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What is a Poet Laureate? Why is the Role Important?

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The following guest post, part of our “Teacher’s Corner” series, is by Rebecca Newland, a Fairfax County Public Schools Librarian and former Teacher in Residence at the Library of Congress.

Poet Laureate of the United States Joy Harjo, June 6, 2019. Photo by Shawn Miller.

In June, Librarian of Congress Carla Hayden named Joy Harjo the 23rd Poet Laureate of the United States. On September 19, the date of her inaugural reading, Harjo will be officially installed in this role. This yearly (and sometimes biennial) event offers you the opportunity to begin discussing the significance of poetry with your students at the beginning of the school year.

Before sharing with students the history of the honor as well as the duties and responsibilities of the laureate, ask them to brainstorm a list of what they think a poet laureate does. Compare their ideas with the details provided in the history to see how close they came. You may wish to discuss with them some of the projects previous Poets Laureate have led during their terms. Examples include Billy Collins’s Poetry 180 and Natasha Trethewey’s Where Poetry Lives.

Engage students by asking why the Library of Congress has chosen “to raise the national consciousness to a greater appreciation of the reading and writing of poetry” by appointing a national Poet Laureate.

Extend the experience by asking students to investigate the ways in which other nations celebrate and raise consciousness, such as the Poet’s Corner in England’s Westminster Abbey.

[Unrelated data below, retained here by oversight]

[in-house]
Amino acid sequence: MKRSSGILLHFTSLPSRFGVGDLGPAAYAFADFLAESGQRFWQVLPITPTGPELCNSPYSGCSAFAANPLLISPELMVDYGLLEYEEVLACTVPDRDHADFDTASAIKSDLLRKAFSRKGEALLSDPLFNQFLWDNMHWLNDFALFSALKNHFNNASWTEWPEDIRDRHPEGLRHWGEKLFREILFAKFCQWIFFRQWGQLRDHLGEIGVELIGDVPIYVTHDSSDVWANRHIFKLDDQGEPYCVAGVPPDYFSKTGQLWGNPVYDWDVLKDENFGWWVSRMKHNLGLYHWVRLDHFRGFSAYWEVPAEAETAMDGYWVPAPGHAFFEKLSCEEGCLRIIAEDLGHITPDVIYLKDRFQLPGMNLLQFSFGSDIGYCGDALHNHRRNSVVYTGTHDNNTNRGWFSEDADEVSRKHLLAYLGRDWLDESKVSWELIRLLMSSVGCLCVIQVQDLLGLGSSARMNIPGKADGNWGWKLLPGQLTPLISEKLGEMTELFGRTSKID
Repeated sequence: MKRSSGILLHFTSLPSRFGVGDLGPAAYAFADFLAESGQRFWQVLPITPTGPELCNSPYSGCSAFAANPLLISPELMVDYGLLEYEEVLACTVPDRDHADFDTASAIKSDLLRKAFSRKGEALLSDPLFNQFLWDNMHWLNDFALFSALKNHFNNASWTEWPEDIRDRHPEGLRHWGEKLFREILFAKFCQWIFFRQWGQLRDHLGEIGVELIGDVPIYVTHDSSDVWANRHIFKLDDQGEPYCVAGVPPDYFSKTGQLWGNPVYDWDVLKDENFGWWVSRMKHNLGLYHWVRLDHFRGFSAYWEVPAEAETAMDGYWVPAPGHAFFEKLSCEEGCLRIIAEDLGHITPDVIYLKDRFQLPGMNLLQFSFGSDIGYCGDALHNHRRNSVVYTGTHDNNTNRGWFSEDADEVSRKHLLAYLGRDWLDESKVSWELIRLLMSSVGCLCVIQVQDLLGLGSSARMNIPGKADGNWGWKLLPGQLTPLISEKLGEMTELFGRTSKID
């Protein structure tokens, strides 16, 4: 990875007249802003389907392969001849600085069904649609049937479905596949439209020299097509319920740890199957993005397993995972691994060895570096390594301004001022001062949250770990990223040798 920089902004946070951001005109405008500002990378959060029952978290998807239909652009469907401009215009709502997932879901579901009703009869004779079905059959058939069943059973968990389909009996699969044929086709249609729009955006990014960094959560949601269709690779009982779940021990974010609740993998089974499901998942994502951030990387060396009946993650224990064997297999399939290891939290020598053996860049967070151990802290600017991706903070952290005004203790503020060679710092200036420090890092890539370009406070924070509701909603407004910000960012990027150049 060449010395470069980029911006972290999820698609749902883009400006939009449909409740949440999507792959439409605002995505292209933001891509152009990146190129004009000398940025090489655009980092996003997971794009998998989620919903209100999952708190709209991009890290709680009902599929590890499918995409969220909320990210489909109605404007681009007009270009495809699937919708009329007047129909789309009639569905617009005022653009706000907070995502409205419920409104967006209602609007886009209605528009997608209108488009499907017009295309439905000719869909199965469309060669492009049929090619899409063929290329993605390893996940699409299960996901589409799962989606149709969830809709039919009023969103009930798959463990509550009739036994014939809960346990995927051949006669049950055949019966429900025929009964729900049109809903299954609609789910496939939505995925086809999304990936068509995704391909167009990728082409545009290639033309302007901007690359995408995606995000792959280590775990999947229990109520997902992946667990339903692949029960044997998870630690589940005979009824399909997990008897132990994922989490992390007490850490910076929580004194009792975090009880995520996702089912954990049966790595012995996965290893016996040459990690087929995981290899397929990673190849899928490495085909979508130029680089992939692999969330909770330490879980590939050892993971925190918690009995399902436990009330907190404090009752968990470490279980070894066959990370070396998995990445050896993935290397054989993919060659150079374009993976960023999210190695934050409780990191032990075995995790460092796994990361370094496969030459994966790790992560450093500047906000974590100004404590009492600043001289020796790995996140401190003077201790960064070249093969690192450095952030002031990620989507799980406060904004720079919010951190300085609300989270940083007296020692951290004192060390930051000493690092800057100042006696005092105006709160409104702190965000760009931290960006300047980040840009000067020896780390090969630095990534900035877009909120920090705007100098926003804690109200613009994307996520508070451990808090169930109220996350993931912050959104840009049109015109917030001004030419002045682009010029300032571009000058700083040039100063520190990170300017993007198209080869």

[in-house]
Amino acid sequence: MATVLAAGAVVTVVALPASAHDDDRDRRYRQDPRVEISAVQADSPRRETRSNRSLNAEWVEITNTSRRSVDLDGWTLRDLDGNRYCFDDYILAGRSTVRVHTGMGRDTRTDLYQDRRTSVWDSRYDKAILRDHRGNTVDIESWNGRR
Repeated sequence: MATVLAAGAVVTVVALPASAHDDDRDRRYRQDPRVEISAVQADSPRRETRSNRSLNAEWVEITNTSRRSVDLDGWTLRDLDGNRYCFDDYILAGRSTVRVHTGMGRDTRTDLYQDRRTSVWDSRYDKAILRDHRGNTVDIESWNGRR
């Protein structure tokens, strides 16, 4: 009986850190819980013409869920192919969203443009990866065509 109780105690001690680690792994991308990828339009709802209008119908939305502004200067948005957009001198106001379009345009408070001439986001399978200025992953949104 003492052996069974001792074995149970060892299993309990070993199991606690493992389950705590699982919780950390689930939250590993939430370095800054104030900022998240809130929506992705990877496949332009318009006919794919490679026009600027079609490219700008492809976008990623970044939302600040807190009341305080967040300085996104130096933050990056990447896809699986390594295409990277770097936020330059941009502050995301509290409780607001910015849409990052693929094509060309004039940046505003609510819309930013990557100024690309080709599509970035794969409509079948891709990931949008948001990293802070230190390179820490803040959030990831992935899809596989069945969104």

• Do other nations have a poet laureate or equivalent position?
  • Do states or cities have a laureate?

Introducing the new poet laureate to your students is one way to start year-long discussions of poetry and the role it plays for individuals, classes, and nations.

How do you first bring poetry into your classroom or library?


  1. I like to think I was blessed with a poetic sensibility. In a creative writing class I took in college my teacher wrote in my portfolio that he “enjoyed my presence… and the mature insight of [my] writing. [He was] particularly touched, too, by [my] Native American heritage and [my] pride in [my] roots; [I] have made [him] proud for [me] and for the unconquerable spirit of the Native American.”
    He went on to write that my imagery was a great strength and I needed to work on meter and not contort my sentences awkwardly to meet the requirements of rhyme. He definitely raised my consciousness to a higher level of expressionism. I thank him for that. In that respect I’d like to pay tribute to Joy Harjo for being named Poet Laureate. It makes me proud to know that a Native American has ascended to an honorable and worthy role that will only inspire hopeful poets like myself.

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